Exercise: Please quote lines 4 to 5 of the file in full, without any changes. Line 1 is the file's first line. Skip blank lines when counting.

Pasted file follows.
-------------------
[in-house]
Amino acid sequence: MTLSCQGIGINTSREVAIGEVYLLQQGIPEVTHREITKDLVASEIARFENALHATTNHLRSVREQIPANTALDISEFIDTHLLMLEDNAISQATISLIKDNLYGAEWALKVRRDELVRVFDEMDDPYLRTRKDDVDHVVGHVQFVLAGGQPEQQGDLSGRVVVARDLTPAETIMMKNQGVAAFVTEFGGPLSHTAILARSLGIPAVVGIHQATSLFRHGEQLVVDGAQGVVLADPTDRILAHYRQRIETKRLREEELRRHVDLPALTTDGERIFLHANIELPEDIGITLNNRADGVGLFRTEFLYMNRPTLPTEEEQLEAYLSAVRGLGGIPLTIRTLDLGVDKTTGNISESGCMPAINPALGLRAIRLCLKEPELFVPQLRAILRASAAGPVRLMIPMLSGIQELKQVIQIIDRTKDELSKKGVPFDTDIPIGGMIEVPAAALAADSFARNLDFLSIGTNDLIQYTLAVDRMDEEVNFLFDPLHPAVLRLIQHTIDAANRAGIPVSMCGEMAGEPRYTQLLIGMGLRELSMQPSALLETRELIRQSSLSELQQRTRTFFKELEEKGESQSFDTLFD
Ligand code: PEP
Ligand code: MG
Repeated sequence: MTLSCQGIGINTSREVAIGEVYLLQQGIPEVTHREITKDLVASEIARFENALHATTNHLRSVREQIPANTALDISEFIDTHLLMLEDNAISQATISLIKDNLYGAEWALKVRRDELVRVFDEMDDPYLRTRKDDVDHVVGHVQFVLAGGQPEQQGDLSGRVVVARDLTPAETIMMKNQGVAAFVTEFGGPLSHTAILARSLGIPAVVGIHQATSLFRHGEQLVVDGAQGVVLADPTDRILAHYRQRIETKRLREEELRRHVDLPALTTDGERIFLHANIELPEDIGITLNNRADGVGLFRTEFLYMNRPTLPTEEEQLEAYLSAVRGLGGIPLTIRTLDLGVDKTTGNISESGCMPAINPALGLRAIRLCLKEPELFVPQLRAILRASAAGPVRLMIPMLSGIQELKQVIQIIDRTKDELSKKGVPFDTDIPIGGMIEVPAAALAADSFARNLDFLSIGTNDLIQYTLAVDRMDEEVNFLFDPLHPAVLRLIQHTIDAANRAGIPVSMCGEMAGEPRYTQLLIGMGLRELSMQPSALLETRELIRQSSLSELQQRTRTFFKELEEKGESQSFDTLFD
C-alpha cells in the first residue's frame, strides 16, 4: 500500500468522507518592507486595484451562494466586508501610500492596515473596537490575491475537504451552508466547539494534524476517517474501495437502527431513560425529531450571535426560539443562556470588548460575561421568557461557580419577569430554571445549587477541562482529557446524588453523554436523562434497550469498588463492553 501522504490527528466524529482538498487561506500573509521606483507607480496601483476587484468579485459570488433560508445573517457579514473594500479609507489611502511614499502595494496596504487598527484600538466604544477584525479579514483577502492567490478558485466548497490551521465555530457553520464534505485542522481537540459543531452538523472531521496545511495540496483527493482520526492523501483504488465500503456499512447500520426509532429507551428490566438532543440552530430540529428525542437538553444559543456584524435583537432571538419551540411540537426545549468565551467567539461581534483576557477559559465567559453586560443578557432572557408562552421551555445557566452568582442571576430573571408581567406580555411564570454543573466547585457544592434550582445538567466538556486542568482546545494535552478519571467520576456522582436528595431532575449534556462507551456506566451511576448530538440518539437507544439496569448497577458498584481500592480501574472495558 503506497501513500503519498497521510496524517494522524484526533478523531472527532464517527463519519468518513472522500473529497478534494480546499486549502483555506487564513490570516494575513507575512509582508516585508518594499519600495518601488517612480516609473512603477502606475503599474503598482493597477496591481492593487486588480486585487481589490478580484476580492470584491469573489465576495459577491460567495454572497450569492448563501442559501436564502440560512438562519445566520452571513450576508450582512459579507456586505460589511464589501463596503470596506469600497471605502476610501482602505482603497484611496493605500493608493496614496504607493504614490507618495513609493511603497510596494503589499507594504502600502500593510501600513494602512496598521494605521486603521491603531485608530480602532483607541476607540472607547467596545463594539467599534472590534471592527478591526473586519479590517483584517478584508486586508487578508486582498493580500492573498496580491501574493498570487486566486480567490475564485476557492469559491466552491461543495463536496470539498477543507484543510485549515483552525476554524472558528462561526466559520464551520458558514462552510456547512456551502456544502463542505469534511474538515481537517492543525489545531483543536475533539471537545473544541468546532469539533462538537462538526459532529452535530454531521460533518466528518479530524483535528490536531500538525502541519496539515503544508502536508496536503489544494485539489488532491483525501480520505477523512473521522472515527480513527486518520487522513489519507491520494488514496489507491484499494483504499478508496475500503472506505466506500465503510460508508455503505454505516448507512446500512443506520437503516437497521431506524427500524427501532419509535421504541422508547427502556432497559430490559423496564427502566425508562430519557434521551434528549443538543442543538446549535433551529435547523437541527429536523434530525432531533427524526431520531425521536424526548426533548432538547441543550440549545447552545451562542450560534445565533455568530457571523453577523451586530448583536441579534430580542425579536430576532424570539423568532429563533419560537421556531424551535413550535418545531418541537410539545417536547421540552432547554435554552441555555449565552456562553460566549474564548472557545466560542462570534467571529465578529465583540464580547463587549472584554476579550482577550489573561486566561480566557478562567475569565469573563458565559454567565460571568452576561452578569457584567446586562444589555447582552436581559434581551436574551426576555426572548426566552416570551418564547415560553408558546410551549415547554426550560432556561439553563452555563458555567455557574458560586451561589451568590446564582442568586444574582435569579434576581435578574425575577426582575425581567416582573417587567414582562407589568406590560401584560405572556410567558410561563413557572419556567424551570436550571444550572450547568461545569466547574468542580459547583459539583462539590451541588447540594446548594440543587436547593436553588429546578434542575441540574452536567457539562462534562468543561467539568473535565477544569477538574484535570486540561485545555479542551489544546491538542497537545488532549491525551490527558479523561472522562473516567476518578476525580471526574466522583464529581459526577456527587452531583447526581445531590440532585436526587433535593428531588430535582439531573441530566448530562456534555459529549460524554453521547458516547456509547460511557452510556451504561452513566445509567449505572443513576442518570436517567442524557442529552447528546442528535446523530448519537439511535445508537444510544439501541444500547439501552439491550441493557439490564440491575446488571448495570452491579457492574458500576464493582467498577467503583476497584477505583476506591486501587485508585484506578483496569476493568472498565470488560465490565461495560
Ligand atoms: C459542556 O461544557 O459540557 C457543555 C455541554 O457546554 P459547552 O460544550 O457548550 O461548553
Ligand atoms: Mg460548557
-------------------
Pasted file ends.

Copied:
Ligand code: MG
Repeated sequence: MTLSCQGIGINTSREVAIGEVYLLQQGIPEVTHREITKDLVASEIARFENALHATTNHLRSVREQIPANTALDISEFIDTHLLMLEDNAISQATISLIKDNLYGAEWALKVRRDELVRVFDEMDDPYLRTRKDDVDHVVGHVQFVLAGGQPEQQGDLSGRVVVARDLTPAETIMMKNQGVAAFVTEFGGPLSHTAILARSLGIPAVVGIHQATSLFRHGEQLVVDGAQGVVLADPTDRILAHYRQRIETKRLREEELRRHVDLPALTTDGERIFLHANIELPEDIGITLNNRADGVGLFRTEFLYMNRPTLPTEEEQLEAYLSAVRGLGGIPLTIRTLDLGVDKTTGNISESGCMPAINPALGLRAIRLCLKEPELFVPQLRAILRASAAGPVRLMIPMLSGIQELKQVIQIIDRTKDELSKKGVPFDTDIPIGGMIEVPAAALAADSFARNLDFLSIGTNDLIQYTLAVDRMDEEVNFLFDPLHPAVLRLIQHTIDAANRAGIPVSMCGEMAGEPRYTQLLIGMGLRELSMQPSALLETRELIRQSSLSELQQRTRTFFKELEEKGESQSFDTLFD